March 6th, 2020 marked a historic moment in Mexico’s history, when hundreds of feminists and activists took to the streets of Mexico City to protest the alarmingly high number and culturally normalized roots of feminicides in the country. The following day, thousands of women across the country participated in a nation-wide strike from work, school, and housework to demonstrate how impactful a single #DíaSinMujeres (#DayWithoutWomen) would be in the country.

This new wave of public, open, and powerful protest, dubbed the “Violet Tide,” is fairly recent and a “last resort” for many Mexican women. The Violet Tide began its sweep of the nation following the feminicides of Ingrid Escamilla, a 25 year old woman, and Fátima, a 7 year old girl in February 2020. The horror following their deaths was only exacerbated by the fact that local media sources had openly published pictures of Ingrid’s mutilated body in an attempt to to gain more views and sensationalize her murder.

From reforming citizenship laws and demanding suffrage to founding a sustainable feminist movement and examining injustices suffered by Indigenous women, Mexican feminists have achieved a plurality of diverse goals since the birth of Mexican feminism in the late 1800s. Despite the change implemented by such feminist movements, femicides have been on the rise in Mexico: official reports from the Mexican government in 2019 revealed that 1012 women were murdered that year because of their gender, an increase from the 916 women murdered in 2018 and nearly double the numbers of 2015. 

Home to 14 of the 25 countries with the highest rates of femicides in the world, Latin America has struggled with deposing patriarchal post-colonial structures and ending violence against women. Mexico’s development of feminism and intersectional feminist movements in particular showcases the diverse issues that women in the region face due to preconceived notions of the inferiority of women and the cultural normality of “silence and machismo” in face of misogyny. 

Although the term “femicide” is traditionally used to describe gender-based killings of women, Latin American activists have opted to use “feminicidio”, or “feminicide” in English. The new term is used to describe the killing of females, but also incorporates the impunity that most perpetrators enjoy due to weak legal repercussions, inaction by the government, lack of investigation into gender-based violence cases, and low prosecution rates for such crimes. 

In 2018, 98 per cent of femicides in Latin America went unprosecuted — a harmful figure which propagates the notion of impunity and negatively impacts the cultural attitude toward women. Some experts argue that prosecution rates may be improved if there is more training provided to law enforcement officials on gender-based violence and feminicide. However, many others claim  that the eradication of femicides is only achievable by implementing changes in the judicial system, teaching sex education and feminist studies in school programs and, ultimately, cultivating a new culture of feminism in the public sphere.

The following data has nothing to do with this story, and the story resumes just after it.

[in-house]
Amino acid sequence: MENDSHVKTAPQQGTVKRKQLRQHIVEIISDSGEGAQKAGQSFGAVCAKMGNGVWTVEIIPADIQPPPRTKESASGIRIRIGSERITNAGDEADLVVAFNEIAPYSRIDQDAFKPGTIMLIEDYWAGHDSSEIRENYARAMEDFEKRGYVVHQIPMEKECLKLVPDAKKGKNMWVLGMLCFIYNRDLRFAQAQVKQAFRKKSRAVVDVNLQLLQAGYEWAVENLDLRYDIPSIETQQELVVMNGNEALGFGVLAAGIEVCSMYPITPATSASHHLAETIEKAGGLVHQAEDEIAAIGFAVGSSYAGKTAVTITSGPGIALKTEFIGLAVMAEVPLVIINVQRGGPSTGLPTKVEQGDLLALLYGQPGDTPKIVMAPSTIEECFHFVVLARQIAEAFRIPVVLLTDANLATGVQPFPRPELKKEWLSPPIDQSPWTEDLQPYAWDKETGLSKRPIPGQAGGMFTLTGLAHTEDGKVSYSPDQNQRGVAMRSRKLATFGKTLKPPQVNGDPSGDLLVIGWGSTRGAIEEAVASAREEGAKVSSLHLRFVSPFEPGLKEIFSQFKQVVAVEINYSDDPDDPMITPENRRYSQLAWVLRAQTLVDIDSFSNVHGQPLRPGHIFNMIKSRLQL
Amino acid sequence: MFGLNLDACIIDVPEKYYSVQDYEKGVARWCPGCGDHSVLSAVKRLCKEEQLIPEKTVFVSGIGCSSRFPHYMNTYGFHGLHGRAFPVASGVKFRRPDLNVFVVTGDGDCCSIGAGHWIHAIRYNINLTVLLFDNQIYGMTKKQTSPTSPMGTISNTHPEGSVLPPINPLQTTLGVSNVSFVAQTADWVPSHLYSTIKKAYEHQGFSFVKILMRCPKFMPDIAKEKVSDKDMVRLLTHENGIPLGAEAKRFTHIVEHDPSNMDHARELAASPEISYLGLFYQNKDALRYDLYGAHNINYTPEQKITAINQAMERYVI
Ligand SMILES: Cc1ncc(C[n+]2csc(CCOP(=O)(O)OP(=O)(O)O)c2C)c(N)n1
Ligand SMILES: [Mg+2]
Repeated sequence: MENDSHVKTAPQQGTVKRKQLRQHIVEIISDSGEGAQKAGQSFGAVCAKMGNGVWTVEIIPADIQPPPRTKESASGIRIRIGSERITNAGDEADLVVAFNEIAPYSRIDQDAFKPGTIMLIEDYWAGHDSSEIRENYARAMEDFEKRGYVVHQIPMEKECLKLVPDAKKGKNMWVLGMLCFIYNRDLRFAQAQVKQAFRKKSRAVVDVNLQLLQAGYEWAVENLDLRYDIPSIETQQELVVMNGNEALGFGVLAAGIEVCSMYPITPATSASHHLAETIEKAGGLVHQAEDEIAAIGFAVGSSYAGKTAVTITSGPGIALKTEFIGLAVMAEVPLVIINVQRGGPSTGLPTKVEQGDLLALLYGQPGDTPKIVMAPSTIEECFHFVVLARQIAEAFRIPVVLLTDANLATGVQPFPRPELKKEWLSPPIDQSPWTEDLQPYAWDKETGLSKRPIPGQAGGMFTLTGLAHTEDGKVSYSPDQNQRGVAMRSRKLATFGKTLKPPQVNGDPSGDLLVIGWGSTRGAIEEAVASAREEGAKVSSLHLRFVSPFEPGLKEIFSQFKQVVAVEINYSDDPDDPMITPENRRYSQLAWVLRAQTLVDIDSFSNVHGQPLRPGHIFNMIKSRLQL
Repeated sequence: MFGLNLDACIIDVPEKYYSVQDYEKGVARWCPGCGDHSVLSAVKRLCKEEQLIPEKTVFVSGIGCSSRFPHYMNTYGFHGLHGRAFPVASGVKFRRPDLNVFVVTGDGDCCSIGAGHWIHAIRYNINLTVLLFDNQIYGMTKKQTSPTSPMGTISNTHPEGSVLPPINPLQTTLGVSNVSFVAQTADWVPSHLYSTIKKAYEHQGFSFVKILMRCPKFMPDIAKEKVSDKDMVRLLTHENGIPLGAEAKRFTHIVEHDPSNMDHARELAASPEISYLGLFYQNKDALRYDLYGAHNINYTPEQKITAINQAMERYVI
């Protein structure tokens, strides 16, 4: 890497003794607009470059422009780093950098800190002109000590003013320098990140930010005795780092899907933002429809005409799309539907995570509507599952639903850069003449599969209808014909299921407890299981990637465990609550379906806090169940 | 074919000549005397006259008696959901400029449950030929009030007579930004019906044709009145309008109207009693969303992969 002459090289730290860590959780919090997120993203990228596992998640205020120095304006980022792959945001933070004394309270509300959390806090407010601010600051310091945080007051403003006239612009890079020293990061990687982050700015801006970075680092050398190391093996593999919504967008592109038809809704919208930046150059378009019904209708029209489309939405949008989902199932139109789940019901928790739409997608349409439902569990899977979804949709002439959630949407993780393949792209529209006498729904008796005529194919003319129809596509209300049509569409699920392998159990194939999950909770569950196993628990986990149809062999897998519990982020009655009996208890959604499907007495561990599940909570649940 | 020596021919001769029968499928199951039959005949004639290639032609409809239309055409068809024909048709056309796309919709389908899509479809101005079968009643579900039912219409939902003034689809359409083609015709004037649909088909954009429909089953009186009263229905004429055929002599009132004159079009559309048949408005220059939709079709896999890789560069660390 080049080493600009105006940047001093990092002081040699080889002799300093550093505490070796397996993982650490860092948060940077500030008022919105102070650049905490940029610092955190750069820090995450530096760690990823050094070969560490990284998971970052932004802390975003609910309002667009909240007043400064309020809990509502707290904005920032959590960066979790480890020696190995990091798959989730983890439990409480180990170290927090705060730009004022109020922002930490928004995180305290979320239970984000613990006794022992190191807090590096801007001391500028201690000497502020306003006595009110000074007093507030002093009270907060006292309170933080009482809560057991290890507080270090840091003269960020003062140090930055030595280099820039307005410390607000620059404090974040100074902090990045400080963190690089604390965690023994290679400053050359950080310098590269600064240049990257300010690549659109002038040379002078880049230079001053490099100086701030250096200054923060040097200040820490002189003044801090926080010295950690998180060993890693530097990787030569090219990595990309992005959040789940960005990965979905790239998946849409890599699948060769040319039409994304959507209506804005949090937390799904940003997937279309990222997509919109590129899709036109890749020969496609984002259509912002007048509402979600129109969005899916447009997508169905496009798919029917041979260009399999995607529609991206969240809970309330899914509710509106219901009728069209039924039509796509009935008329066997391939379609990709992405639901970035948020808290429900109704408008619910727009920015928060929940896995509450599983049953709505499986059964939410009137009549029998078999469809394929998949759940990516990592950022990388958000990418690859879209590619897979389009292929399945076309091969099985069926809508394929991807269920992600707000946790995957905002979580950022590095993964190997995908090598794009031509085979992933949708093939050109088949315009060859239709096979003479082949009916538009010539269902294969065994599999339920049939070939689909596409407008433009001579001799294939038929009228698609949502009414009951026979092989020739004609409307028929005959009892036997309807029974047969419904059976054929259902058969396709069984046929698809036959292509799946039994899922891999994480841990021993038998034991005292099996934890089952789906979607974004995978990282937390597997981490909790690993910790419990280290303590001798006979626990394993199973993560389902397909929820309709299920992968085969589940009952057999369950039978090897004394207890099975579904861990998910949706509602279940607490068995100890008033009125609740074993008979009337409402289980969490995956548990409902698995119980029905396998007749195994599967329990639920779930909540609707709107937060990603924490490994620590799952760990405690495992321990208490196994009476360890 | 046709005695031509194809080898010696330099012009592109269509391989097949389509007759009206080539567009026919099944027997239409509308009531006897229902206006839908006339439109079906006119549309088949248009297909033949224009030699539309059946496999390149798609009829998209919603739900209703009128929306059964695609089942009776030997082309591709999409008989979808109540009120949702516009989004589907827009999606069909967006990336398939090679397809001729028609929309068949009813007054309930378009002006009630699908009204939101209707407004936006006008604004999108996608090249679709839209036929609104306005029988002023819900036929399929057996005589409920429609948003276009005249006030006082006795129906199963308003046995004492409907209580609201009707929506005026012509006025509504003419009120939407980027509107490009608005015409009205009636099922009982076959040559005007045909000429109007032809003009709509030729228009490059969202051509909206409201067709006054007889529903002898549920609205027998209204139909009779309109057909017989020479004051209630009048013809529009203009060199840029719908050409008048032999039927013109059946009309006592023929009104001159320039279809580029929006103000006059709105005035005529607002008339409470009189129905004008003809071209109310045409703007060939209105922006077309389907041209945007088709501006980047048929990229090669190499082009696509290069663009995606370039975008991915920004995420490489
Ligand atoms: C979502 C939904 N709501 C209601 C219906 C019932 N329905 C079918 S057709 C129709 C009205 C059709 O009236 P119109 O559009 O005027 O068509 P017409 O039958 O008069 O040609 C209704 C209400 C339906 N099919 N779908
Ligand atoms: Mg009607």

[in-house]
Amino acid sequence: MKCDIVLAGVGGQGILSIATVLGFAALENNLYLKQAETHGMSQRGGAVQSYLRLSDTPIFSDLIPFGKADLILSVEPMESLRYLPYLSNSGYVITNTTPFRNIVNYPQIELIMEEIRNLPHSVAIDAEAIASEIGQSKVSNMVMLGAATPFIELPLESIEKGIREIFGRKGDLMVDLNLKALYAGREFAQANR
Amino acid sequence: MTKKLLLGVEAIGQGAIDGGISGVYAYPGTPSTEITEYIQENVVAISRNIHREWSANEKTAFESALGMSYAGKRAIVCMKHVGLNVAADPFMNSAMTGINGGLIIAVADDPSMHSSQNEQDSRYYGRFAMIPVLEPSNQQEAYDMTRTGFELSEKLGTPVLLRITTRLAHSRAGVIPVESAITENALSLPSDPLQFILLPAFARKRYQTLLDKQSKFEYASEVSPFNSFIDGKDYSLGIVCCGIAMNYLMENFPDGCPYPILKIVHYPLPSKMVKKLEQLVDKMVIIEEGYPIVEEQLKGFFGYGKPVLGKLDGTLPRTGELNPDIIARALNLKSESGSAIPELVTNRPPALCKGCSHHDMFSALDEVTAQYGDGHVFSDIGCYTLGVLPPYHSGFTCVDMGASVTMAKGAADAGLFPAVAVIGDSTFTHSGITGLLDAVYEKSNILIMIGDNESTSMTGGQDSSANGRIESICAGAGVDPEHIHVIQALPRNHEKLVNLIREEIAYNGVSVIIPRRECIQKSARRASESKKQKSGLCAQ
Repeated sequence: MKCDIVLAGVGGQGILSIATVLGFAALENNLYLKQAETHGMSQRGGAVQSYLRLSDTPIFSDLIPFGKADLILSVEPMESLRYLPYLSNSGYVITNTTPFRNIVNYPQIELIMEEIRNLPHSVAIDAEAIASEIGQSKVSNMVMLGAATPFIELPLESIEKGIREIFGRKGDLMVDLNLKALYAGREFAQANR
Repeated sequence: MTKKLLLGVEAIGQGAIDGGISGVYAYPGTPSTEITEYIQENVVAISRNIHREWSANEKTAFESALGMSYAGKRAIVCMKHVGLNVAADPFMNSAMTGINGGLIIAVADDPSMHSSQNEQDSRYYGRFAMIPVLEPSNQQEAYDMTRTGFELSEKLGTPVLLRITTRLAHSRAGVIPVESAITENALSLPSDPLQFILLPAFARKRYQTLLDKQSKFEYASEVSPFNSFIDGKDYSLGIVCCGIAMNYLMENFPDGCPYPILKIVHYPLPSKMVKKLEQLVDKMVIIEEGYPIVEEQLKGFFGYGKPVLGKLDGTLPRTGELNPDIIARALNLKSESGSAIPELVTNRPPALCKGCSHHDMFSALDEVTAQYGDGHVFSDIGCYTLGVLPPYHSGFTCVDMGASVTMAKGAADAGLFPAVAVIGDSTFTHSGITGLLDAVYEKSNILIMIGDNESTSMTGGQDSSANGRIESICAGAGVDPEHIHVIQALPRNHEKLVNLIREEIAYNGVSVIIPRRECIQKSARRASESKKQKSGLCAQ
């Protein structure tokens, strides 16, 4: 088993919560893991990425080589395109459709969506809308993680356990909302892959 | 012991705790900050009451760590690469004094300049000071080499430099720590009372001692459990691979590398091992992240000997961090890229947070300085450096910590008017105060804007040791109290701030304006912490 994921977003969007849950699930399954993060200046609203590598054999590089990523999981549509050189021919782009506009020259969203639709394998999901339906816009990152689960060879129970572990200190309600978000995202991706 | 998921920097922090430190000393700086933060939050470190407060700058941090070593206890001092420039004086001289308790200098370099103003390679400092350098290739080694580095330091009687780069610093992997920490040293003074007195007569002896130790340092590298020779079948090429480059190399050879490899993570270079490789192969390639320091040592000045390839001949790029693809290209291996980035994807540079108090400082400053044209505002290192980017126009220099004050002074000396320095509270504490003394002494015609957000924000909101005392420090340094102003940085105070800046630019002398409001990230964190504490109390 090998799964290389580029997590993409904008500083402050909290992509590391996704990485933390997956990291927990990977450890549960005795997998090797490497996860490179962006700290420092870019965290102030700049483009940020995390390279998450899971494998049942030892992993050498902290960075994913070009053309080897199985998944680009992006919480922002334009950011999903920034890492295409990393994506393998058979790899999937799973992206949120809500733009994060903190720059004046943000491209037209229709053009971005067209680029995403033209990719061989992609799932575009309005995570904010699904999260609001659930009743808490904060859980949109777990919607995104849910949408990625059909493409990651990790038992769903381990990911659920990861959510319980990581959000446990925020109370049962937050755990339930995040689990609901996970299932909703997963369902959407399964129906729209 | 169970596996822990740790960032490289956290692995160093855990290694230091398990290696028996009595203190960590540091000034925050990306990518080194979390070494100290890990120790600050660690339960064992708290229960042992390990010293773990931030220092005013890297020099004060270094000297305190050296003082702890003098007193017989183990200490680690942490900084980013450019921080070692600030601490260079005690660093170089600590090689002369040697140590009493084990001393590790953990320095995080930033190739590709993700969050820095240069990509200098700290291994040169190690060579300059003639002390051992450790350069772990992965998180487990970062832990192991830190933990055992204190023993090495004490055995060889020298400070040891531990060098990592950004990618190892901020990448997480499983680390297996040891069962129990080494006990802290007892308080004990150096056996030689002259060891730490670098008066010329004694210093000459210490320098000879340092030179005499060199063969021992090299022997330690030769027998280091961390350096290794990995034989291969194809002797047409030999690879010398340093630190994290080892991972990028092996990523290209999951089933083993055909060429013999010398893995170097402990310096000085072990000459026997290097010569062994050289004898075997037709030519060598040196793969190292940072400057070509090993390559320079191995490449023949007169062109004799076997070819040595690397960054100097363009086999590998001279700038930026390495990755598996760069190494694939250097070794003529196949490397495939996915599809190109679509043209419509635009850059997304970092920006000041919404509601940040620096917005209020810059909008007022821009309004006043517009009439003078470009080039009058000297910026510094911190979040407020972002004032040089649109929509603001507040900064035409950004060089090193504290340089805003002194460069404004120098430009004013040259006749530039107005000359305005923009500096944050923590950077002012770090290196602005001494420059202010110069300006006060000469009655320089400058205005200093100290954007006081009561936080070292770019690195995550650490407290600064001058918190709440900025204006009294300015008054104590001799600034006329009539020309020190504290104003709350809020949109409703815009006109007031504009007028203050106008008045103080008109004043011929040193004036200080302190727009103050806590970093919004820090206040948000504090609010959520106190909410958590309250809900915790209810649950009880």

Mexico’s feminist movements, however, are far from the only feminist protests taking place in Latin America. Issues around reproductive rights, particularly concerning the decriminalization of abortion and destigmatization of women who have gone to jail for abortions, have sparked nation-wide marches and protests in Chile, Perú, Mexico, and Argentina, where women wore garments of green to symbolize their unity, similar to the Madres de la Plaza de Mayo who wore white clothing to mourn the injust losses of their children. 

Chile’s women’s rights movements featured the song “Un violador en tu camino” (“A Rapist in Your Path”), a song condemning feminicides, rape, victim-shaming, police abuse, and the impunity often associated with perpetrators. The song has also become a unifying chant repeated by other grassroots feminist movements and #MeToo protests in cities such as London, Berlin, Paris, Madrid, Barcelona, Tel Aviv, New Delhi, Tokyo, Beirut, Istanbul, Mexico City, Caracas, Lima, Buenos Aires in addition to other Latin American countries such as Brazil, Perú, Argentina, and Colombia. 

Many protestors have directed their anger toward government buildings, presidential houses, courts of law, and police stations by purposefully politicizing such gender-based violence cases, which has caused some government officials to express their discomfort in the pointed nature of such call-outs. For example, Mexican president Andrés Manuel López Obrador claimed multiple times that the growing numbers of femicides is due to neoliberal policies, conspiracies to undermine the government, and “social problems, family problems.” 

Although the president has condemned the murderers of Ingrid Escamilla and Fátima, the two most well-known femicides in the country this year, he has refused to acknowledge that feminicides are a direct result of the government’s inability to prosecute and thereby protect its female citizens, stating that “this doesn’t get solved with jails and police or with harsh threats” and that instead, one must “tend to the deep substance of well-being and the well-being of the soul.” Through the confusing static and uncertain reality, feminist movements are unifying their voices across Latin America to challenge the ingrained male chauvinism and patriarchal views which govern their communities. 

Edited by Sophia Kamps.

The opinions expressed in this article are solely those of the author and they do not reflect the position of the McGill Journal of Political Studies or the Political Science Students’ Association. 

Image by Ithmus via Flickr.